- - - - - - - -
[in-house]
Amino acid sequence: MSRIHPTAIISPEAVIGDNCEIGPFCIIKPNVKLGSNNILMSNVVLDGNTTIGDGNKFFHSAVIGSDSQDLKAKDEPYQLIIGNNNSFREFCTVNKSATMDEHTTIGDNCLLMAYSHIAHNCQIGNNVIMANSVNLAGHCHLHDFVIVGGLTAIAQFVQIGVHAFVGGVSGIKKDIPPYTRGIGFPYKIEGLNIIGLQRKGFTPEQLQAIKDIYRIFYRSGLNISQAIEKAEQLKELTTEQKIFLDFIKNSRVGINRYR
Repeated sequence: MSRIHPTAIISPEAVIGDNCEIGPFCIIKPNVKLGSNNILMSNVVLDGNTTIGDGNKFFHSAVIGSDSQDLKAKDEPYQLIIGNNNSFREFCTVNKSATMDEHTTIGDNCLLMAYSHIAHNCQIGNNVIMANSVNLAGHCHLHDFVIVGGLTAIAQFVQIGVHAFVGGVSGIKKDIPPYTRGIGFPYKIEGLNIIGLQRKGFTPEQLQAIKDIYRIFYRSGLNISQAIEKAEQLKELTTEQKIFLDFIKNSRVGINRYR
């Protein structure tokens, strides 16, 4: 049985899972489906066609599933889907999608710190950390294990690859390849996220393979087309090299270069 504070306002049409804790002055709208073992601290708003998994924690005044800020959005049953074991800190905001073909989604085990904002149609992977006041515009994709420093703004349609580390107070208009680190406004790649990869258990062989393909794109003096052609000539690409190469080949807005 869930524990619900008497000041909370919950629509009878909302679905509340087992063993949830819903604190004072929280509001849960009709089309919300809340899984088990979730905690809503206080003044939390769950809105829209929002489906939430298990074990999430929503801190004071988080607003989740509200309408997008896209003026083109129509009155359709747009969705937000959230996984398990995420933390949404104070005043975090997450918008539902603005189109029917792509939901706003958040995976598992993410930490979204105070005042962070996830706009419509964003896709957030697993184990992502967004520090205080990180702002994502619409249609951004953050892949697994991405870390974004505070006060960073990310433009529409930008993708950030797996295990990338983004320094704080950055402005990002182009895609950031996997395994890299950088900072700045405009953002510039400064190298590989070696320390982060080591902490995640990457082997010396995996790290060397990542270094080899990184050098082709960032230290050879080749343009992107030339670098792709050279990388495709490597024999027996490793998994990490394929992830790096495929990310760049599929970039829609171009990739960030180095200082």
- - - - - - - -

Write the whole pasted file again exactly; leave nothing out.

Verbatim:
[in-house]
Amino acid sequence: MSRIHPTAIISPEAVIGDNCEIGPFCIIKPNVKLGSNNILMSNVVLDGNTTIGDGNKFFHSAVIGSDSQDLKAKDEPYQLIIGNNNSFREFCTVNKSATMDEHTTIGDNCLLMAYSHIAHNCQIGNNVIMANSVNLAGHCHLHDFVIVGGLTAIAQFVQIGVHAFVGGVSGIKKDIPPYTRGIGFPYKIEGLNIIGLQRKGFTPEQLQAIKDIYRIFYRSGLNISQAIEKAEQLKELTTEQKIFLDFIKNSRVGINRYR
Repeated sequence: MSRIHPTAIISPEAVIGDNCEIGPFCIIKPNVKLGSNNILMSNVVLDGNTTIGDGNKFFHSAVIGSDSQDLKAKDEPYQLIIGNNNSFREFCTVNKSATMDEHTTIGDNCLLMAYSHIAHNCQIGNNVIMANSVNLAGHCHLHDFVIVGGLTAIAQFVQIGVHAFVGGVSGIKKDIPPYTRGIGFPYKIEGLNIIGLQRKGFTPEQLQAIKDIYRIFYRSGLNISQAIEKAEQLKELTTEQKIFLDFIKNSRVGINRYR
């Protein structure tokens, strides 16, 4: 049985899972489906066609599933889907999608710190950390294990690859390849996220393979087309090299270069 504070306002049409804790002055709208073992601290708003998994924690005044800020959005049953074991800190905001073909989604085990904002149609992977006041515009994709420093703004349609580390107070208009680190406004790649990869258990062989393909794109003096052609000539690409190469080949807005 869930524990619900008497000041909370919950629509009878909302679905509340087992063993949830819903604190004072929280509001849960009709089309919300809340899984088990979730905690809503206080003044939390769950809105829209929002489906939430298990074990999430929503801190004071988080607003989740509200309408997008896209003026083109129509009155359709747009969705937000959230996984398990995420933390949404104070005043975090997450918008539902603005189109029917792509939901706003958040995976598992993410930490979204105070005042962070996830706009419509964003896709957030697993184990992502967004520090205080990180702002994502619409249609951004953050892949697994991405870390974004505070006060960073990310433009529409930008993708950030797996295990990338983004320094704080950055402005990002182009895609950031996997395994890299950088900072700045405009953002510039400064190298590989070696320390982060080591902490995640990457082997010396995996790290060397990542270094080899990184050098082709960032230290050879080749343009992107030339670098792709050279990388495709490597024999027996490793998994990490394929992830790096495929990310760049599929970039829609171009990739960030180095200082």